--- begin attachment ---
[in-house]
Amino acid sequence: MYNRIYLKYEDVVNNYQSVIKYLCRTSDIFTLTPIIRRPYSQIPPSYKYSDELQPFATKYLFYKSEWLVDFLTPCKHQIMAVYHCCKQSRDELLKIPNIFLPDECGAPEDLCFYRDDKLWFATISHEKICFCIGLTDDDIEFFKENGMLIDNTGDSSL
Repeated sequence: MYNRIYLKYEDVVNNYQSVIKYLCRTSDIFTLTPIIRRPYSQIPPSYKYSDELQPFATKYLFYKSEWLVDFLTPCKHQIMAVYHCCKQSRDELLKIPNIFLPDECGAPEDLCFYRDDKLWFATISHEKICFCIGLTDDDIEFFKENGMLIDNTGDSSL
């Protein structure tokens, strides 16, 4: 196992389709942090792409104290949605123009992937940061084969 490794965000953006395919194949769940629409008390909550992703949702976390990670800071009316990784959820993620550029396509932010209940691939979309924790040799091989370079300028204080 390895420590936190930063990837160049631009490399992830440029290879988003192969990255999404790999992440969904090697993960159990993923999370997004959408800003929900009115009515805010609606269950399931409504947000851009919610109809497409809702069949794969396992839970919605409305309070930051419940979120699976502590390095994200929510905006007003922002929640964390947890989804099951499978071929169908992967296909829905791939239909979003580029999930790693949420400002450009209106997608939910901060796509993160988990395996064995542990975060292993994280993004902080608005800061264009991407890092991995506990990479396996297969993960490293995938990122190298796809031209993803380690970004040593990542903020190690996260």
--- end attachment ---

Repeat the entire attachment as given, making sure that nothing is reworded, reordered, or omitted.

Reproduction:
[in-house]
Amino acid sequence: MYNRIYLKYEDVVNNYQSVIKYLCRTSDIFTLTPIIRRPYSQIPPSYKYSDELQPFATKYLFYKSEWLVDFLTPCKHQIMAVYHCCKQSRDELLKIPNIFLPDECGAPEDLCFYRDDKLWFATISHEKICFCIGLTDDDIEFFKENGMLIDNTGDSSL
Repeated sequence: MYNRIYLKYEDVVNNYQSVIKYLCRTSDIFTLTPIIRRPYSQIPPSYKYSDELQPFATKYLFYKSEWLVDFLTPCKHQIMAVYHCCKQSRDELLKIPNIFLPDECGAPEDLCFYRDDKLWFATISHEKICFCIGLTDDDIEFFKENGMLIDNTGDSSL
């Protein structure tokens, strides 16, 4: 196992389709942090792409104290949605123009992937940061084969 490794965000953006395919194949769940629409008390909550992703949702976390990670800071009316990784959820993620550029396509932010209940691939979309924790040799091989370079300028204080 390895420590936190930063990837160049631009490399992830440029290879988003192969990255999404790999992440969904090697993960159990993923999370997004959408800003929900009115009515805010609606269950399931409504947000851009919610109809497409809702069949794969396992839970919605409305309070930051419940979120699976502590390095994200929510905006007003922002929640964390947890989804099951499978071929169908992967296909829905791939239909979003580029999930790693949420400002450009209106997608939910901060796509993160988990395996064995542990975060292993994280993004902080608005800061264009991407890092991995506990990479396996297969993960490293995938990122190298796809031209993803380690970004040593990542903020190690996260």